Just finished a conversation with a client and I see an interesting trend evolving. Interesting in that the emergence benefit from the social computing movement can and often does lead to a lack of enterprise agility. We need to distinguish between levels of agility. Individual agility, team agility, group agility, business unit agility, geographic region agility, and corporate agility can all manifest in different ways and impinge on each other.
Unfettered emergence may increase team or group agility but can impede business unit and corporate agility. I rarely use sports metaphors but in honor of the upcoming superbowl (USA football) I shall. Imagine a football team with super agile players all moving in different directions to pursue their own personal agendas (well intentioned). What do you have? You have an organization that achieves chaos far more quickly than ever before. There seems to be a prevailing sentiment amongst the “emergence purists” (this is my impromptu term) that an organization will be able to identify which of their players really gets it right and then can rally everyone around that player’s approach. This “choosing of the fittest” makes the chaos worth it in the end.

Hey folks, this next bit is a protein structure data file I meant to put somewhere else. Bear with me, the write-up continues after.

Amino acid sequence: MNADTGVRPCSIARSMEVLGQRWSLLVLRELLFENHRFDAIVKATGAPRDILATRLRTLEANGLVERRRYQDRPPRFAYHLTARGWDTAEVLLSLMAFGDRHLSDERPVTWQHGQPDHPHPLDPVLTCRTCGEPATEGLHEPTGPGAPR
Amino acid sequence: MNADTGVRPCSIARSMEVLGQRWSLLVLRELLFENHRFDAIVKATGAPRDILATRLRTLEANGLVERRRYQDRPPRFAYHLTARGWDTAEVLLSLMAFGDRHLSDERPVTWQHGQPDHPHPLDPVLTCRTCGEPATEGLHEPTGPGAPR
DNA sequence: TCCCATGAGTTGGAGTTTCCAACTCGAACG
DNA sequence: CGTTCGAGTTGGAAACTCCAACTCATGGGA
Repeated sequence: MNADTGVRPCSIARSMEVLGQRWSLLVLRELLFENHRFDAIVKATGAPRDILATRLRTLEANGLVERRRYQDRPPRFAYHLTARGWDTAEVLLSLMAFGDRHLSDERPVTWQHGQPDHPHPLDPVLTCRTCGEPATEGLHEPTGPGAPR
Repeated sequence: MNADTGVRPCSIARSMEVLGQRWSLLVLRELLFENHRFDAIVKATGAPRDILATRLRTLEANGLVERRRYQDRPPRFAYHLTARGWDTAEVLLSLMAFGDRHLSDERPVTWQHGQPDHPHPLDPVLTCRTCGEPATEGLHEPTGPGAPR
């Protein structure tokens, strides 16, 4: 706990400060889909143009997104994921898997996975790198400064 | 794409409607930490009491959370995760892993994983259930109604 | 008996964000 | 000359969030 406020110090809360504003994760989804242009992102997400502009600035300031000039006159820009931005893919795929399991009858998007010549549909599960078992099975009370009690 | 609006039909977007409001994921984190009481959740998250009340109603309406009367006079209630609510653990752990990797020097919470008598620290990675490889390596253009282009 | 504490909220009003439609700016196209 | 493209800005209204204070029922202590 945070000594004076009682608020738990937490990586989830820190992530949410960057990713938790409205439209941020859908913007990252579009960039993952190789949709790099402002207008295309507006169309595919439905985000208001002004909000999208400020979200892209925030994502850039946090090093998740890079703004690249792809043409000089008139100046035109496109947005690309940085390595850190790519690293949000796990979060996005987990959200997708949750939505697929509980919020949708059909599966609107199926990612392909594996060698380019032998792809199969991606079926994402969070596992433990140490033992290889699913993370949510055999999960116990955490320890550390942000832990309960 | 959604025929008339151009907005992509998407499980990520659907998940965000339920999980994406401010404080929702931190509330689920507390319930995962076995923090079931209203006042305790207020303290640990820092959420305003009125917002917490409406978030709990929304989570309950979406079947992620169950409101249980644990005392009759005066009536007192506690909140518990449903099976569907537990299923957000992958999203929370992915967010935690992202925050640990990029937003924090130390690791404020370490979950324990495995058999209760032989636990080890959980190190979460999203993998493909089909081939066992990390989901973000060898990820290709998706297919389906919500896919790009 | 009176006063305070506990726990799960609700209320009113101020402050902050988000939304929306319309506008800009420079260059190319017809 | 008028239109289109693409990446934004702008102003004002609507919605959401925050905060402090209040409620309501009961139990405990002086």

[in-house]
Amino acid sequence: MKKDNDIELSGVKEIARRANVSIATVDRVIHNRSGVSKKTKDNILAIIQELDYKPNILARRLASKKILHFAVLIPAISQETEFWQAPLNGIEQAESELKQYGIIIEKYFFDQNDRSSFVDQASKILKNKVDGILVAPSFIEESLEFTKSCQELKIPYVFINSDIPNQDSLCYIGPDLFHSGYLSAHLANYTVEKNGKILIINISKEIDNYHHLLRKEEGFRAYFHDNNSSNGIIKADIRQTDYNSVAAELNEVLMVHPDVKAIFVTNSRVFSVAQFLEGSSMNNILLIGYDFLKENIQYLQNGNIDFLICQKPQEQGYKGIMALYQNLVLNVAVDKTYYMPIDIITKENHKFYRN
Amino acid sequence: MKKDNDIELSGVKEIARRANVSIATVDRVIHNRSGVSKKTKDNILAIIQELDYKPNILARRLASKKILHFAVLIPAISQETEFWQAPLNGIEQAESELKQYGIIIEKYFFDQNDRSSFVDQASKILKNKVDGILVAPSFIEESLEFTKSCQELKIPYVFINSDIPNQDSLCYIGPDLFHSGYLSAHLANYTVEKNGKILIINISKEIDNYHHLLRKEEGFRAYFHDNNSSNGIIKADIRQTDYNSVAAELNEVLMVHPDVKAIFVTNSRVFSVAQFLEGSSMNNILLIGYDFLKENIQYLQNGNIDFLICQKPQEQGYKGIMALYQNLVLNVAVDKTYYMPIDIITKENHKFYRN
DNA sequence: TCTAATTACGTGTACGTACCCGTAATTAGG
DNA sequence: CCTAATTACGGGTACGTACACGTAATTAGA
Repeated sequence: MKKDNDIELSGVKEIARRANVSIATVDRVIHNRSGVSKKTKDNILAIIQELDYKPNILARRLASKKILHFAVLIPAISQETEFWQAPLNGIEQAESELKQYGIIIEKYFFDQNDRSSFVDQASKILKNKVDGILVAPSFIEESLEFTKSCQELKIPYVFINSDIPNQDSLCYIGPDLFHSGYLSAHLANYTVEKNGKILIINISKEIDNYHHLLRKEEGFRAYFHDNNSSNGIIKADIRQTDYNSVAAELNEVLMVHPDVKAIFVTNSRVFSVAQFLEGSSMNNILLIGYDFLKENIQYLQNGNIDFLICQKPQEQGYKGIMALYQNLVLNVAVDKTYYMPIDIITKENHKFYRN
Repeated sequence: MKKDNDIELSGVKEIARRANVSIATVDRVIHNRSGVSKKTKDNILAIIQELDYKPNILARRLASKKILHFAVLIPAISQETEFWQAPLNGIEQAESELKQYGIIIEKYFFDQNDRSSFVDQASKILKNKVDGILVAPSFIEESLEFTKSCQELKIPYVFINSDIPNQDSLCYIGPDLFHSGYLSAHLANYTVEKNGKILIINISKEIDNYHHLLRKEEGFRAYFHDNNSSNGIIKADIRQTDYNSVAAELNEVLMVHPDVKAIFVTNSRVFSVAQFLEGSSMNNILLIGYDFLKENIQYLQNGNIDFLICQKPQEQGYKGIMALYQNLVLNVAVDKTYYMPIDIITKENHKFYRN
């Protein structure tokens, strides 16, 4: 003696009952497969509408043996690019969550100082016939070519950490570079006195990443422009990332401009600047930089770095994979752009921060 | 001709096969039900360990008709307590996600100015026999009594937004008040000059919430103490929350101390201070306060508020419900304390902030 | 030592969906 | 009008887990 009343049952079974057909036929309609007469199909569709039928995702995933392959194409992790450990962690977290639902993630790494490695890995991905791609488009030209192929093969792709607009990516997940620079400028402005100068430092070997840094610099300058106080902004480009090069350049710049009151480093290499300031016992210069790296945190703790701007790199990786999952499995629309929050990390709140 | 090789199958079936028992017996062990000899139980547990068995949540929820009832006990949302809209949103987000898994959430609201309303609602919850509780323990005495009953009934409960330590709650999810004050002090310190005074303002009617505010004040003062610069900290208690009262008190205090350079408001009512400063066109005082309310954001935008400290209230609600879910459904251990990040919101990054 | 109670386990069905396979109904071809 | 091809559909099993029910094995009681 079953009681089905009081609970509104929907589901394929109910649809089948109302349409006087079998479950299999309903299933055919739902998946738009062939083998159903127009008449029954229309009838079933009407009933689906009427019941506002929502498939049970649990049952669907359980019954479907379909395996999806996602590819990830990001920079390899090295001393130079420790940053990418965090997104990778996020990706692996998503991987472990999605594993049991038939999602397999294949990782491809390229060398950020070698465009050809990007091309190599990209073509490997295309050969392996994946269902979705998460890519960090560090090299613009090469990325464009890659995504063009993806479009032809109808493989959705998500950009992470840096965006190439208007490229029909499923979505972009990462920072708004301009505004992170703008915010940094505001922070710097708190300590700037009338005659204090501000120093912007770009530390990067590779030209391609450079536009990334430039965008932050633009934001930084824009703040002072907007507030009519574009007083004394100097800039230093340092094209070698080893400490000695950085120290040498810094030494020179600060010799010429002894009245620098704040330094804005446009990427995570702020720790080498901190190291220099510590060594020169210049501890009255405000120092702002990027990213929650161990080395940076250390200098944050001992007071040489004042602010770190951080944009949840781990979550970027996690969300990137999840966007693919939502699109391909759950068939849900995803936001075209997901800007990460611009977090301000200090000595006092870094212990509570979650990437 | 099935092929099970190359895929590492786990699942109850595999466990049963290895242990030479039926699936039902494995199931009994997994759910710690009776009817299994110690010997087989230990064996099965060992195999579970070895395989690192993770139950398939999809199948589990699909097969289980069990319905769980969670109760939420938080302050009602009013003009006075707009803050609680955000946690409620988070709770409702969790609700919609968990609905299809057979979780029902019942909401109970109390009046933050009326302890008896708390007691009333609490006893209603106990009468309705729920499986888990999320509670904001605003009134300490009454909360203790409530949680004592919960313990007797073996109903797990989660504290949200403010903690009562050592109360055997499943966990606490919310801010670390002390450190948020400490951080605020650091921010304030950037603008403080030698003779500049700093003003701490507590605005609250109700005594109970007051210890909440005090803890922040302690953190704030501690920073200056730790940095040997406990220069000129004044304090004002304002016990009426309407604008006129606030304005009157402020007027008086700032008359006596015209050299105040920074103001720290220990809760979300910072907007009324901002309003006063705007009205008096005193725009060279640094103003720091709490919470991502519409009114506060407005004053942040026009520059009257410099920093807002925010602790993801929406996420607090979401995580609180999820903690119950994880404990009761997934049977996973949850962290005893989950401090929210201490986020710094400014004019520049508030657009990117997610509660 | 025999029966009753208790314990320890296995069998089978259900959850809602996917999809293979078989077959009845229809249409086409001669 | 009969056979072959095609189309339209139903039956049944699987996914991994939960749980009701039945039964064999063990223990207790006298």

I have a hard time swallowing this approach and I certainly would not recommend it. I have talked to many clients that are pulling their hair out over unfettered emergence. For example, one client says they have over 10,000 Sharepoint team sites. Although some might call this a success, he considers it a nightmare. He called it an “archipelago from hell.” A mess of unmanageable islands of small picture collaboration that is impeding movement towards a more enterprise approach to agility. This isn’t a failing of Sharepoint but a lack of strategy.
You must also understand the levels of agility towards which you are striving. And you must have a playbook to keep your agile players working in concert towards those goals.
Am I right? Am I wrong?
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